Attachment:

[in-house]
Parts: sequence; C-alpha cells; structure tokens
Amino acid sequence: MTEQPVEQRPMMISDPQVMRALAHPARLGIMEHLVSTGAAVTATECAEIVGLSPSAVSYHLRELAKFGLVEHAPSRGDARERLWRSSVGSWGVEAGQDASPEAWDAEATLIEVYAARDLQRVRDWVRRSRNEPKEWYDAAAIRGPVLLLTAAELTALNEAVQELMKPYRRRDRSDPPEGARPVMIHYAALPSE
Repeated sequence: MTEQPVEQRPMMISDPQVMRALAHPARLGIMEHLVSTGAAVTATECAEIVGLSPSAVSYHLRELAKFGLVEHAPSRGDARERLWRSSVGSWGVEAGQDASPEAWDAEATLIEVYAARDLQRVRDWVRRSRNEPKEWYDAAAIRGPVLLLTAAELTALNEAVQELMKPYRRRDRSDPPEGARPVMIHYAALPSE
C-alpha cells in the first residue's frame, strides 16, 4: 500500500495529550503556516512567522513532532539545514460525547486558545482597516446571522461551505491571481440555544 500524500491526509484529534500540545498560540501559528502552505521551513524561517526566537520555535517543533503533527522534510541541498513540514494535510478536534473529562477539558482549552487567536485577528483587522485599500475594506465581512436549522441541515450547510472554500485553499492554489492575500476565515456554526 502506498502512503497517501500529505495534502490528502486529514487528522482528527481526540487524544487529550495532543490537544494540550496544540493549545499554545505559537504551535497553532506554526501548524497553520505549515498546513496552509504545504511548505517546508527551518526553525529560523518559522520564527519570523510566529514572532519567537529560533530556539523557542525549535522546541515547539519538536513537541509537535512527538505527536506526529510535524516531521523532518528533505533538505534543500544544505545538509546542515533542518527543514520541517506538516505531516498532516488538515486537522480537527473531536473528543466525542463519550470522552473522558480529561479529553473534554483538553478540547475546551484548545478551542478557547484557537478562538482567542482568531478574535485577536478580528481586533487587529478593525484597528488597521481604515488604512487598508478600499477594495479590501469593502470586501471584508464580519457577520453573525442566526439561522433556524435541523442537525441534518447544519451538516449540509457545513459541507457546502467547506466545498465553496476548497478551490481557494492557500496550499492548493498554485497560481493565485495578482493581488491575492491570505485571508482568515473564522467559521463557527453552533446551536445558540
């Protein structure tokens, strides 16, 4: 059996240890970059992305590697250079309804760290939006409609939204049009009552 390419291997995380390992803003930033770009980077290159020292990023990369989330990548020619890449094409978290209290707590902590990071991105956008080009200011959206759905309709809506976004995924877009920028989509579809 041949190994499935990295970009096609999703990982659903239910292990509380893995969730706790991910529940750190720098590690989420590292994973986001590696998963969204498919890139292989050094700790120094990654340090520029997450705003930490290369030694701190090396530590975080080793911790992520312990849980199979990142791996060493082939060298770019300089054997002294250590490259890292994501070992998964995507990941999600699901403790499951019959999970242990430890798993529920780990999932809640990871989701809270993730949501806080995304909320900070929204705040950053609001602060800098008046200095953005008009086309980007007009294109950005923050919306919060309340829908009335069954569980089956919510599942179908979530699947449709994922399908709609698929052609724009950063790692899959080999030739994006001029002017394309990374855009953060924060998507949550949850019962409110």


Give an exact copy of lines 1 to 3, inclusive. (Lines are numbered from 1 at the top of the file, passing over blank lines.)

[in-house]
Parts: sequence; C-alpha cells; structure tokens
Amino acid sequence: MTEQPVEQRPMMISDPQVMRALAHPARLGIMEHLVSTGAAVTATECAEIVGLSPSAVSYHLRELAKFGLVEHAPSRGDARERLWRSSVGSWGVEAGQDASPEAWDAEATLIEVYAARDLQRVRDWVRRSRNEPKEWYDAAAIRGPVLLLTAAELTALNEAVQELMKPYRRRDRSDPPEGARPVMIHYAALPSE